• Key Nutrients for Healthy Eyes

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    Eye Care Solutions from Dr. Murad
    healthy eye cream treatment tips

    An essential part of eye care is eating the right foods that contain the proper vitamins to maintain eye health. There are many eye problems and diseases that can be avoided through the intake of nutritious foods. My favorite saying is “before there was medicine, there was food.” With this in mind, I’ve outlined the most common eye concerns and the top foods and nutrients I recommend for healthy eyes. 

    Dry Eyes

    Dry eyes are a very common syndrome with varying degrees of severity. This condition affects more women than men with research showing 6 million women and 3 million men in the United States having severe cases, up to 30 million people having mild cases.
    While it is important to see your doctor if you are experiencing severe dryness, there foods you can incorporate into your diet to ensure you are lubricating the eye internally. A diet high in Essential Fatty Acids and Lecithin will keep and attract water in the cells, providing hydration. Add Olive Oil, Flaxseed Oil, Borage Seed Oil to your diet. Eat cold water fish, eggs, soybeans, tomatoes and peanuts to benefit from the lecithin they contain. Small red veins within the eye are common, yet they can sometimes they can appear overnight. They can occur from coughing, sneezing, eye strain, or rubbing the eye. They are more common in people that take blood thinners or aspirin regularly.
    Since the skin around the eye is one of the thinnest on the body, broken blood vessels can show through, causing the look of a dark circle.
    Foods high in Vitamin C and Bioflavonoids such as berries, oranges, grapefruit, and apricots help to reduce broken blood vessels and promote new blood vessel growth. In addition to colorful fruits and vegetables, one of my favorite foods is the Goji Berry. Grown in the Himalayas, Goji Berries are considered to be one the of the world’s most nutritious foods. Ounce per ounce, Goji Berries contains more Vitamin C than an orange and over 21 trace minerals and amino acids. They are available in dried form and are also found within nutritional dietary supplements.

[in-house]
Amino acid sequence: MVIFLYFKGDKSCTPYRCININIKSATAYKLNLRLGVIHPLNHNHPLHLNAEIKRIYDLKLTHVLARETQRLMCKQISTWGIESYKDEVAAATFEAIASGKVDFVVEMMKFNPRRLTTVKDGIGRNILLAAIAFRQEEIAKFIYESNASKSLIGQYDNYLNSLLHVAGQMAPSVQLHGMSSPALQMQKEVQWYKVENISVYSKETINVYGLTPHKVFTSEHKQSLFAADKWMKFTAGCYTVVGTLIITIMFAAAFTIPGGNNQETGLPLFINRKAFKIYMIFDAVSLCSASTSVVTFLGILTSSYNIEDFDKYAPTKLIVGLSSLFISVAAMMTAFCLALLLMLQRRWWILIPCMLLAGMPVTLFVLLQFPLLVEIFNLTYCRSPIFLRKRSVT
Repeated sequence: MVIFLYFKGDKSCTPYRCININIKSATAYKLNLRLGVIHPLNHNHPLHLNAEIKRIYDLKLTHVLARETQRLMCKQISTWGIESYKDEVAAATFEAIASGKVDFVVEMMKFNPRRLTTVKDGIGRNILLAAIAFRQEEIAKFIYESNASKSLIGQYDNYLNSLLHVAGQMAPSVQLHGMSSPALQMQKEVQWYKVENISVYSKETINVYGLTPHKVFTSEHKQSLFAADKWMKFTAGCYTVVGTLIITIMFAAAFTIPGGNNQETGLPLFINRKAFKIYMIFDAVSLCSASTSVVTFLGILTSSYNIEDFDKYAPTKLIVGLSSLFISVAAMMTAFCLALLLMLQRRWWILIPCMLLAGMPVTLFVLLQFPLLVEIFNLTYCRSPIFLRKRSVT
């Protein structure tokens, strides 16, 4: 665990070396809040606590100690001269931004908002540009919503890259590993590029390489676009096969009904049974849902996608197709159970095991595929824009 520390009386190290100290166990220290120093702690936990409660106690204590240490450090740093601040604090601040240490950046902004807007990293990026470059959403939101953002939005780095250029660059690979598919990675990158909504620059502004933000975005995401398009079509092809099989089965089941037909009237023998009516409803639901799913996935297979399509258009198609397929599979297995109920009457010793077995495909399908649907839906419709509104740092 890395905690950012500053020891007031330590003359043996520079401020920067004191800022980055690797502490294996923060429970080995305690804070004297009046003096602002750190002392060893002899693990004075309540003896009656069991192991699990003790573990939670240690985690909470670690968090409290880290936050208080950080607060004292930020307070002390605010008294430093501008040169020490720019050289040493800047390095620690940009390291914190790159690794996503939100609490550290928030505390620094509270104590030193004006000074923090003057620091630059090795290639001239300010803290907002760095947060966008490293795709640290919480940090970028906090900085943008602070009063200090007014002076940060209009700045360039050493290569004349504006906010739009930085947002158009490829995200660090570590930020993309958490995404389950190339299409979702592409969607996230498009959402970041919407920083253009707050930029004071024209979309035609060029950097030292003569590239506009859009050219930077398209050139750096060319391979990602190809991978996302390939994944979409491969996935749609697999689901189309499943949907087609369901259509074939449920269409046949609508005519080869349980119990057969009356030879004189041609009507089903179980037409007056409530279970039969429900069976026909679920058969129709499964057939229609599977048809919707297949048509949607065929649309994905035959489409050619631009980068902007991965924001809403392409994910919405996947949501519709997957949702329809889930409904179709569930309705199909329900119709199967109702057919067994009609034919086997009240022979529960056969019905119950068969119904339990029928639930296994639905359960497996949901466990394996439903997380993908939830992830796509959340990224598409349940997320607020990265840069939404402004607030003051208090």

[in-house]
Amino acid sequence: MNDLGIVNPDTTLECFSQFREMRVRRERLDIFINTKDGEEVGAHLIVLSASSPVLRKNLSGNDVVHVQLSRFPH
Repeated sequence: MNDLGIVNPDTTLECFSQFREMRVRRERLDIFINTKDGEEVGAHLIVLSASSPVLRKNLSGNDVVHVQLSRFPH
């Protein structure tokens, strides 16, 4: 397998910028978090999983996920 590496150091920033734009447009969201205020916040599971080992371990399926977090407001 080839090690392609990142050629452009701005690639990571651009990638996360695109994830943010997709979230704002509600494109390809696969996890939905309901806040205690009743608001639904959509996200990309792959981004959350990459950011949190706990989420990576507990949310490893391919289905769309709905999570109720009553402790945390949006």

Glucosamine is another vessel support nutrient. This amino acid strengthens collagen and elastin tissue, which is what the blood vessel is comprised of. It is not commonly found in foods; therefore taking dietary supplements are recommended.

    Dark Circles

    Due to the thin and delicate anatomy of the skin around the eye area, dark circles and even dark eyelids are very common. The darkness is often due to the blood vessels that are found beneath the skin’s surface.
    Dark circles, like varicose veins are usually an inherited trait. In darker skinned people, exposure to sunlight can cause a melanin surge, causing the skin to become even darker. Allergies, asthma and the common cold may also contribute to dark circles under the eyes, as people are more likely to rub the area.
    Fatigue plays a role in dark circles. A lack of sleep or excessive tiredness can cause paleness of the skin, which again allows the blood underneath to become more visible and appear darker.
    Age can also take its toll on the under eye area. As the skin becomes thinner with age, dark circles and appear more prominent. Excess folds of skin under the eyes will also make dark circles more pronounced.
    In addition to getting proper rest, key nutrients are necessary to maintain blood vessel strength. Attracting water to the skin and encouraging healthy collagen and elastin formation can be done through ingestion of foods rich in Vitamin C and Bioflavonoids. (see foods listed under broken blood vessels above)

    Puffiness

    Swollen, puffy eye lids and under eye puffiness are a result of extracellular water, also known as wasted water, which leaked from our cells, and has accumulated in the area. Whether it’s swollen ankles or swollen eyelids, my theory called The Cellular Water Principle™; is the answer to turning this wasted, unused water, back into the valuable water that should reside inside our cells, not outside our cells.
    Over time, our cells and other areas of our bodies that need hydration break down and become unable to hold onto the water, leaving them weakened and less effective. When our cells are not fully hydrated they cannot function at their optimal level, and side effects, such as puffiness can occur.
    By adding key, cell-strengthening nutrients to your diet, you can reduce the puffiness caused from wasted water accumulation. Eat foods rich in the polyphenols, these are super antioxidants. One of my favorites is pomegranate extract. Pomegranate extract can be taken as juice, fruit or seeds, or as a standardized extract in supplement form. The supplement form is ideal as it is easily accessible year round.
    Foods rich in Lecithin a key cell strengthener are important. In addition to eggs, eat a variety of soy products including tofu, edemame, and soy milk. Lecithin granules can be added to smoothies or sprinkled on cereal. Tomatoes, spinach, cauliflower and peanut butter are additional sources. Essential Fatty Acids absorb water into the cell and will also help to reduce puffiness. Eat Olive Oil instead of butter and add raw, unsalted walnuts, almonds and cashews to your diet.

     

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